I ask all of these questions in light of Attorney General Eric Holder’s 12 August 2013 speech, in which he said:
“Beyond this work, through the Community Oriented Policing Services – or “COPS” – Office, the Justice Department is helping police departments keep officers on the beat while enhancing training and technical support. Over the last four years, we have allocated more than $1.5 billion through the COPS Hiring Program to save or create over 8,000 jobs in local law enforcement. In the coming weeks, we will announce a new round of COPS grants – totaling more than $110 million – to support the hiring of military veterans and school resource officers throughout the country.”
Questions of hiring veterans trained for “war zones” inhabited by “combatants” for domestic police forces aside (what happens as police forces become paramilltary forces?), it is important to note that Holder is alluding to a push for more police officers in public schools. The securitization and militarization of schools is hardly conducive to learning- particularly for students of color and students from low-income households/areas (which are already subject to more policing, State surveillance and intervention). In fact, a recent study showed that contact with law enforcement officers increased the likelihood of youth committing crimes. If this is the case, what does placing more “school resource officers” in public schools mean for those youth most vulnerable to the school-to-prison pipeline? Mind you, this is in the context of a massive push for more police presence in public schools. For example, 450 bills (termed “School Safety Legislation”) have been proposed nationwide since December 2012, most of which cite the Newtown, Connecticut school shooting as a justification.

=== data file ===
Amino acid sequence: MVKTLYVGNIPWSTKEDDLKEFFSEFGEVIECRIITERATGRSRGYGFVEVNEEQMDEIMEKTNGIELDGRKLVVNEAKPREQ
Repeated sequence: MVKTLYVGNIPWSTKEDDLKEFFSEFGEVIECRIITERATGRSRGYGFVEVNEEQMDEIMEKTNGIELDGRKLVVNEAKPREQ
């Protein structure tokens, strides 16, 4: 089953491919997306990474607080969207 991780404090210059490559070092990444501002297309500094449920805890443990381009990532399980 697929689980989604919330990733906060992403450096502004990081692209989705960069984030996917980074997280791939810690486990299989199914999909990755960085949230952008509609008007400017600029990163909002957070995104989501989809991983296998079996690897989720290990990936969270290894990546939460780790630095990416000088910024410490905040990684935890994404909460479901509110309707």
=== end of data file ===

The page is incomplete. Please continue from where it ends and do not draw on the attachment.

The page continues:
Attorney General Eric Holder went on to say:
“ And, through the Department’s Civil Rights Division and other components, we’ll continue to work with allies – like the Department of Education and others throughout the federal government and beyond – to confront the “school-to-prison pipeline” and those zero-tolerance school discipline policies that do not promote safety, and that transform too many educational institutions from doorways of opportunity into gateways to the criminal justice system. A minor school disciplinary offense should put a student in the principal’s office and not a police precinct.”
First note the militarized language- “allies”- used to denote collaboration between State institutions. Why is this militarized language necessary to discuss policies regarding the disciplining of students in State schools? This takes us back to my side point about one of COPS’ stated goals- the hire of veterans- those specifically trained for “war zones” and engagement with “combatants.” (Notably, there is a rhetorical shift toward describing domestic communities as “war zones,” which arguably, function to justify the transformation of police forces into paramilitary forces. For example, see the slang term “Chiraq“, which refers to Chicag0.)
Notably, this excerpt also elides the lived reality of students in schools with “school resource officers.” In these settings, a lack of cultural competency (e.g. understanding cultural differences in “play”), coupled with institutional attitudes toward students of color, students from low-income households and students with disabilities leads to the increased likelihood of school-based arrests, most of which are for non-violent offices such as “disruptive behavior.” The fact of the matter is that we have cases like Michael Davis, a 5 year old Black boy with ADHD who was handcuffed with zip-ties and charged with assaulting an officer, or a 7 year old Latino boy who was handcuffed and interrogated for 10 hours by officers over a school lunch money dispute ($5!).